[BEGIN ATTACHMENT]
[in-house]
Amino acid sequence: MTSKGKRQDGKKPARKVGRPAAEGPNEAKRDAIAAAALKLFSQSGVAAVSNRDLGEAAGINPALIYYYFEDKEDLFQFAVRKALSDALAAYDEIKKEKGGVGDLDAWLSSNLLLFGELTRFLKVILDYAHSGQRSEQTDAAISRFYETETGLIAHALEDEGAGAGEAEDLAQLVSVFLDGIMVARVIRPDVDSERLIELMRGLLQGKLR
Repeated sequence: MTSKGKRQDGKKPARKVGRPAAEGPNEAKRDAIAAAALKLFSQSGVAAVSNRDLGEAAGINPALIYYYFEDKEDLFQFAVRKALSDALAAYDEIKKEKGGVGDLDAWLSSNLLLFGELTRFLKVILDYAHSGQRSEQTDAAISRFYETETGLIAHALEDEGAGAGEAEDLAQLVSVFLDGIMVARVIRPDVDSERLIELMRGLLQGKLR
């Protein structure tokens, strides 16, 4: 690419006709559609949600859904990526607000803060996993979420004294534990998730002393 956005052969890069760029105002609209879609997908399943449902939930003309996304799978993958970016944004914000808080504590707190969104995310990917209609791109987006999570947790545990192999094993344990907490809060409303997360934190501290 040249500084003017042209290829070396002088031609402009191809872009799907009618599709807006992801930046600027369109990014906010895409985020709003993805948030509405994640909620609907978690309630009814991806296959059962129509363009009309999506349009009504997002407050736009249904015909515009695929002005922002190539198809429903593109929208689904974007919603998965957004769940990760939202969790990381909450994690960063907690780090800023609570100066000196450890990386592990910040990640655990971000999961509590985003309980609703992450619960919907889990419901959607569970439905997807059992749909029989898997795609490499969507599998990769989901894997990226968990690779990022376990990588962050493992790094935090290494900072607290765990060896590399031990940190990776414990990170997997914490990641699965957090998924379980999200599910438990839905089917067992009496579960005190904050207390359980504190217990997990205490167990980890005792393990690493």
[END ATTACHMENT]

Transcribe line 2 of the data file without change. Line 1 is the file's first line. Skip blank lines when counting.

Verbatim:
Amino acid sequence: MTSKGKRQDGKKPARKVGRPAAEGPNEAKRDAIAAAALKLFSQSGVAAVSNRDLGEAAGINPALIYYYFEDKEDLFQFAVRKALSDALAAYDEIKKEKGGVGDLDAWLSSNLLLFGELTRFLKVILDYAHSGQRSEQTDAAISRFYETETGLIAHALEDEGAGAGEAEDLAQLVSVFLDGIMVARVIRPDVDSERLIELMRGLLQGKLR